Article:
"In 2019 our glaciers and ice sheets [are] already being darkened by dust, soot, and ash from our industrial world, which provides the perfect home for algae to flourish," Alexandre Anesio, a professor in Arctic biogeochemistry from Aarhus University, who was not affiliated with the University of Leeds study, told The Guardian. "As the organisms reproduce, they melt even more snow, which in turn allows them to proliferate again. So it's like a cycle. A very bad one."
Darkening ice is not just occurring on Greenland's ice sheets, according to The Guardian. It's happening globally, Professor Liane Benning of the German Research Center for Geosciences noted, also impacting the Alpine and Himalayan glaciers.
In Western Canada, wildfires fueled by climate change are also leaving ash on glaciers, staining the ice, creating habitats for algae and "accelerating the warming process in a feedback loop," Reuters reported.
"To be honest, I'm massively worried," Anesio told The Guardian. As the planet warms, researchers are rushing to find answers on glacial melting and its impact on biodiversity.
"I just hope that we are not crossing that tipping point because I don't think humans can adapt to the rates of changing climates at the moment," Anesio added.
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A first-of-its-kind study has examined the satellite record to see how the climate crisis is impacting all of the planet's ice.
The answer? Quite a lot. The rate of worldwide ice loss has increased by more than 60 percent in the past three decades, a study published in The Cryosphere on Monday found.
"The ice sheets are now following the worst-case climate warming scenarios set out by the Intergovernmental Panel on Climate Change," Dr. Thomas Slater, study lead author and research fellow at Leeds' Center for Polar Observation and Modeling, said in a University of Leeds press release. "Sea-level rise on this scale will have very serious impacts on coastal communities this century."
Previous studies have used satellite data to assess ice loss from individual sources, such as polar ice caps, The Guardian explained. However, this is the first one to consider all sources of ice loss. The study found that the world lost around 31 trillion U.S. tons between 1994 and 2017. During that time, the rate of ice loss also increased 65 percent, from 0.9 trillion U.S. tons a year to 1.4 trillion U.S. tons a year. Ice loss from ice sheets in Antarctica and Greenland largely contributed to that number, the press release stated.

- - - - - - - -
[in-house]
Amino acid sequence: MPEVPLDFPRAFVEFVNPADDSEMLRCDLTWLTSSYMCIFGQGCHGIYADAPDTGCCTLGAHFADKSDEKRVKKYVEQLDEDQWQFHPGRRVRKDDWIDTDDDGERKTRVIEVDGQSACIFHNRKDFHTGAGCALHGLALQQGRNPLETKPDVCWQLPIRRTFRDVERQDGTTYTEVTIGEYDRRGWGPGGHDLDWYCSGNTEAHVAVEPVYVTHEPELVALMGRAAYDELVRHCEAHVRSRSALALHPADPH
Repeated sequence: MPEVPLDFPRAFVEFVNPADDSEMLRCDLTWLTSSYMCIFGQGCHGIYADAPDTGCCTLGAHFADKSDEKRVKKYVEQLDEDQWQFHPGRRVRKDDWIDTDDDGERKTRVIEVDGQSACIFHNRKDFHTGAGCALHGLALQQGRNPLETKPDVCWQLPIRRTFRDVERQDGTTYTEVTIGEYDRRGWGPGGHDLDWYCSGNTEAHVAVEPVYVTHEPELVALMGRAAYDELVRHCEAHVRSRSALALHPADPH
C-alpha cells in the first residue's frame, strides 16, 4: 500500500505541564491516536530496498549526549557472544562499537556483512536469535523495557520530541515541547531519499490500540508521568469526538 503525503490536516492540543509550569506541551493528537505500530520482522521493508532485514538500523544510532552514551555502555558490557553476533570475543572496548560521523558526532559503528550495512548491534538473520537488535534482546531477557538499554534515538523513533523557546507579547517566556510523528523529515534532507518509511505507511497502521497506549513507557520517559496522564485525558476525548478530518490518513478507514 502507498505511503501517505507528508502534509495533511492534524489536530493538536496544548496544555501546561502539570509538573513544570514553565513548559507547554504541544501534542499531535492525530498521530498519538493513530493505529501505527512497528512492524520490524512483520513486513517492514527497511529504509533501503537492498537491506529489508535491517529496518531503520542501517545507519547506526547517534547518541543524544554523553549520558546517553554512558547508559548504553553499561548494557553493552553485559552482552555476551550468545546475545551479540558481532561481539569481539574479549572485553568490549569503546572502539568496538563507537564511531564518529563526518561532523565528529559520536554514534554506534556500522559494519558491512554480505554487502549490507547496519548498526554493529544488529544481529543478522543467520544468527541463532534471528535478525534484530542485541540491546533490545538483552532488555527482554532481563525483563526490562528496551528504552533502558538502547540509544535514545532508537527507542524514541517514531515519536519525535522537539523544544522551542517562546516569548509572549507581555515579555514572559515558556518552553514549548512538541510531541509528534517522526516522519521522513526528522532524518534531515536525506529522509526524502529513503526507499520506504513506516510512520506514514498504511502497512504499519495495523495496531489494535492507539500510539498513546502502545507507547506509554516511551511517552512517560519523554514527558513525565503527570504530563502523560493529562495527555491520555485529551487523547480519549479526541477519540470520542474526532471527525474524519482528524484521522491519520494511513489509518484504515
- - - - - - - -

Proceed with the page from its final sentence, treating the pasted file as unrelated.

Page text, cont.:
The paper also broke down which sources had lost the most ice in total terms between 1994 and 2017. Amounts are approximate and in U.S. tons:
- Arctic sea ice: 8.4 trillion
- Antarctic ice shelves: 7.2 trillion
- Mountain glaciers: 6.7 trillion
- Greenland ice sheet: 4.2 trillion
- Antarctic ice sheet: 2.8 trillion
- Southern Ocean sea ice: one trillion
The study also examined the leading cause of ice melt for each source, according to the press release. For Arctic sea ice and mountain glaciers, rising atmospheric temperatures have driven melting. For the Antarctic ice sheet, rising ocean temperatures have been the main cause. And for the Greenland ice sheet and Antarctic ice shelves, melting has been increased by a combination of the two.
All told, melting from Antarctica, Greenland and mountain glaciers have increased sea levels by around 34.6 millimeters, the study found. While this might not sound like a lot, every centimeter of sea level rise puts around a million people in low-lying areas at risk of being flooded out of their homes, the press release said. Moreover, sea level rise isn't the only threat from melting ice.
"As well as contributing to global mean sea level rise, mountain glaciers are also critical as a freshwater resource for local communities," Inès Otosaka, report co-author and Leeds PhD researcher, said in the press release. "The retreat of glaciers around the world is therefore of crucial importance at both local and global scales."
Melting Arctic sea ice is also a problem because it reduces the ice cover that reflects solar energy back into space.
"As the sea ice shrinks, more solar energy is being absorbed by the oceans and atmosphere, causing the Arctic to warm faster than anywhere else on the planet," Dr. Isobel Lawrence, coauthor and Leeds research fellow, explained in the press release. "Not only is this speeding up sea ice melt, it's also exacerbating the melting of glaciers and ice sheets which causes sea levels to rise."
Climate scientist Gavin Schmidt, who was not involved in the study, called it a "thorough accounting of how ice is disappearing from the Arctic, Antarctic and mountain ranges."
However, he disagreed with the paper's claim that the melting of floating sea ice does not contribute directly to sea level rise. He pointed to a 2007 paper that found that if all currently floating sea ice were to melt, sea levels would rise around four centimeters. Slater agreed that the language should be changed to make it clear that melting floating sea ice does slightly contribute to sea level rise.